Tears of anguish and frustration strain the voice of 74- year-old Linda Mutetsiwa as she narrates her ordeal at the hands of harmful religious practices.
Hers is a tale of a cruel and selfish religion, one that does not spare the lives of its congregants. A religion that is self-serving, coupled with terms and conditions of not bowing to contemporary medicine and technology.
Most apostolic sects are characterised by patriarchy where men yield power over women. Women in these circles do not reserve the right to lead in religious practices and even in the home; they are expected to respect the demands of their husbands and fathers.
Worse off they are forbidden to use family planning methods and immunise children as this practice is termed unholy and a display of lack of faith.
Mutetsiwa, who is a strong believer from one of the apostolic sects in Mutasa district, Manicaland province, almost lost her teenage daughter due to pregnancy complications early this year.
"I am a follower of the Johanne Apostolic sect,” Mutetsiwa said.
“All my children are married off and bore their offspring with no complications.
“Trouble began when my last born, who is mentally challenged, was sent off into marriage.
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“She was married off to her sister’s husband, I just heard through rumours and when I tried to protest I was met with staunch resistance though I was not happy with the conditions she was living under.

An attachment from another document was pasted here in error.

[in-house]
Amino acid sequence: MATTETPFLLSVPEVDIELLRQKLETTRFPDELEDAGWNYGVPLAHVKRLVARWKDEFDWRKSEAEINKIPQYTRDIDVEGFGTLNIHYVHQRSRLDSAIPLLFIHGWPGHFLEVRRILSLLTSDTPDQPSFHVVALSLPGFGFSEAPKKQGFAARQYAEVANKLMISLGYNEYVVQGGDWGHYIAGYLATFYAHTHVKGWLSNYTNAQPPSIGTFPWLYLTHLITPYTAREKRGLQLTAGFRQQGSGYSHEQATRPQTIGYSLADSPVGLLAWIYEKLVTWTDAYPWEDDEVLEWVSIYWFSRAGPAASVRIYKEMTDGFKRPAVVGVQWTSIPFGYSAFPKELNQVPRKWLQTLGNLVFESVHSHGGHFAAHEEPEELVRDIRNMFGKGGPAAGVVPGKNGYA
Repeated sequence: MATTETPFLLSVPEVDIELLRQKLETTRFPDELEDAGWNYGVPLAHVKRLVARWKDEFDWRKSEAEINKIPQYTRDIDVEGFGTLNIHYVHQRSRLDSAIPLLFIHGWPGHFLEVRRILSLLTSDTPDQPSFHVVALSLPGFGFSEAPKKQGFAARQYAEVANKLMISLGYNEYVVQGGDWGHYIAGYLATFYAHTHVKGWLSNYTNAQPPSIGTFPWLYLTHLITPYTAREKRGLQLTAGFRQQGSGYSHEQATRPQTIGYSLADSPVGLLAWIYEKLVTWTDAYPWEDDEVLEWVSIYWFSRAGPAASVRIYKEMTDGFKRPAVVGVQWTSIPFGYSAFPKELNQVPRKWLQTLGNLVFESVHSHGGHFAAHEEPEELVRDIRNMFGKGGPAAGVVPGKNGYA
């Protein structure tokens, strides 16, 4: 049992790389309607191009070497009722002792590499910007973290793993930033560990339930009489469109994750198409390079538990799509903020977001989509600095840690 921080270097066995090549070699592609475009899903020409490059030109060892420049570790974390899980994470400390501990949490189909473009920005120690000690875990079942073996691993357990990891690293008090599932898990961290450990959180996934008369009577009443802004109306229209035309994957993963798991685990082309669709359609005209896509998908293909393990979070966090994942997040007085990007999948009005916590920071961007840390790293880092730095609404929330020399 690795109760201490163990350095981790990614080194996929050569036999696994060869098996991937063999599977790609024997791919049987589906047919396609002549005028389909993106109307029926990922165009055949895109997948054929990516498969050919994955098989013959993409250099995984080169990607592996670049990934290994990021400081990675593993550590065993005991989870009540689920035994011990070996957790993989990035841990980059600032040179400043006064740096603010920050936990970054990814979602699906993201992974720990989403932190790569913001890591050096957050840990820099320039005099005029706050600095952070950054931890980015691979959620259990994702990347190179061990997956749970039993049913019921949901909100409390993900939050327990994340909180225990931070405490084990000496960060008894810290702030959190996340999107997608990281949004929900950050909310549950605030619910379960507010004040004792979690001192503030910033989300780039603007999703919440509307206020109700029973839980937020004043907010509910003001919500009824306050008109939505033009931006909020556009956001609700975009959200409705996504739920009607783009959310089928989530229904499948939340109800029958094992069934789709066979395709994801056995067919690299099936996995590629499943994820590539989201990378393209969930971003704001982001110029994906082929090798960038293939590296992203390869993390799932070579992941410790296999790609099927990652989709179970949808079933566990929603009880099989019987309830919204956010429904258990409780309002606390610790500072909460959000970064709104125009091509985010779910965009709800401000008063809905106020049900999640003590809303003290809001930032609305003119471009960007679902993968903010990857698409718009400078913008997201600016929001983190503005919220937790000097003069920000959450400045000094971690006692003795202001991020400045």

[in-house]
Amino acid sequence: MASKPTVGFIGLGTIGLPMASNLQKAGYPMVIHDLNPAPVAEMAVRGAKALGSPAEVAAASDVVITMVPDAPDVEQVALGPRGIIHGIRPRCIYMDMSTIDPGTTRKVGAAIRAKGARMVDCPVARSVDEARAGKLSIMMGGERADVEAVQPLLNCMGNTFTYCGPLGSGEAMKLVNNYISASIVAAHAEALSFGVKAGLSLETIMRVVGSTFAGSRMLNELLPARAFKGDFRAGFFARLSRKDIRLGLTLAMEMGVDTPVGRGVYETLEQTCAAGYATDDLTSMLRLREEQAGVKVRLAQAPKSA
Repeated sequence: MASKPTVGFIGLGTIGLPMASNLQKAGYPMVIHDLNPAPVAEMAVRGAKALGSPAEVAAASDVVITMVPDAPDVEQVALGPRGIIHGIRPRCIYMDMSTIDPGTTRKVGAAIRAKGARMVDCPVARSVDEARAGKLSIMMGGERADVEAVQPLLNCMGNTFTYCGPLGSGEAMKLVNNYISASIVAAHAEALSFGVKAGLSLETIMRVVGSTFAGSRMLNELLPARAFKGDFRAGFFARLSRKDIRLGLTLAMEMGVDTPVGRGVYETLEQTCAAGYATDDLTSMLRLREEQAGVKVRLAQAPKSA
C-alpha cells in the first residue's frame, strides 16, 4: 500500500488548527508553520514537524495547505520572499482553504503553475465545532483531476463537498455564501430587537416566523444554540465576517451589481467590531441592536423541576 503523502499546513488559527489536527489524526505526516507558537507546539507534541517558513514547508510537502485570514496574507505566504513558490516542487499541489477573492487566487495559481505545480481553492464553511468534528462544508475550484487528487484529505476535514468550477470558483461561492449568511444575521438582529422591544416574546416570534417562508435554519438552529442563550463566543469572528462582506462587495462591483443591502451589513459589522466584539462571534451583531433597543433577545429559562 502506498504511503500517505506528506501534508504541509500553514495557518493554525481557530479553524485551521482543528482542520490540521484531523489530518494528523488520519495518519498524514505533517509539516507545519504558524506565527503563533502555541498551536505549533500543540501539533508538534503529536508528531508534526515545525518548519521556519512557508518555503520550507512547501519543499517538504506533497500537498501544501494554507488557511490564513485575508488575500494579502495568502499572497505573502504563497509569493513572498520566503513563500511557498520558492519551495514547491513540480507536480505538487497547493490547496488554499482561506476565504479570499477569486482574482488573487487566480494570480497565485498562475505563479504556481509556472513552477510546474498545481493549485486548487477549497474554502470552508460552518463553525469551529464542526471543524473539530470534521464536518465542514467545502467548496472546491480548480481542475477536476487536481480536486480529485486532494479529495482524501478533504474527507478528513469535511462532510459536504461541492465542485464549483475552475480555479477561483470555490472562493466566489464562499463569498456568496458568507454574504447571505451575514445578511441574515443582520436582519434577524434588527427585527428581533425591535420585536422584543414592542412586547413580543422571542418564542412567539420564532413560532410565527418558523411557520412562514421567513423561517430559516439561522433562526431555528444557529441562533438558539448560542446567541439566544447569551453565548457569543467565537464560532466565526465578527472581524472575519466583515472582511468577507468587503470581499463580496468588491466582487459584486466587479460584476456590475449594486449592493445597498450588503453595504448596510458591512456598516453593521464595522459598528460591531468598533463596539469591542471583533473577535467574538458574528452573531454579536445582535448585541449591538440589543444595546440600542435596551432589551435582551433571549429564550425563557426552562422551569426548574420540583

Mutetsiwa said she learnt that her daughter was pregnant after staying for seven months with her “husband”.
“Her husband came with her at home amid fears that she could develop complications, but he lied under the guise of prayers,” she said.
“I stayed with my daughter till one day all hell broke loose.
“She could barely walk as she was visibly in pain.
“One of my husband’s wives offered to help her deliver until I saw that the situation had escalated when the embryonic fluid protecting the baby burst finally was bold enough to take my daughter to the hospital despite resistance from my husband and his other wives.”
Luckily, they managed to get her to Bonda Mission Hospital in time to save the mother though unfortunately the baby did not make it.
Mutetsiwa has now been chucked out of the church and her husband, an ardent and loyal follower of the sect, believes his wife and daughter need to be cleansed for their interaction with modern medicine.
“My marriage from that point has never been peaceful,” she said.
“However, I am glad that some of my husband’s wives have seen the light and even though they don’t openly say it out of fear, they secretly come to commend me on the boldness that I displayed when I took my daughter to the hospital that fateful evening.
“Most of the teenage daughters in my husband’s compound have succumbed to early child marriages, a scenario that would have been avoided if my church had been so accommodating to modern technology.”
Mutetsiwa said her husband had suggested that the daughter must be married off again despite the severe conditions she suffered during child birth.
Dorothy Machingauta, an elderly religious midwife within the apostolic sect in Marange was against the use of scientifically proven medicine.
“I am a healer in the Johanne Marange apostolic sect,” she said.
“We pray for people that are not well and we use water, our hands and a praying stick which we dip in water and use to pray for people.
“Through these acts, diseases are healed and some are delivered from the bondage of evil spirits.
“Some of the things I would have failed to pray for, I pass on to the elders of the church with greater gifts .For those who are pregnant, and we help them deliver.”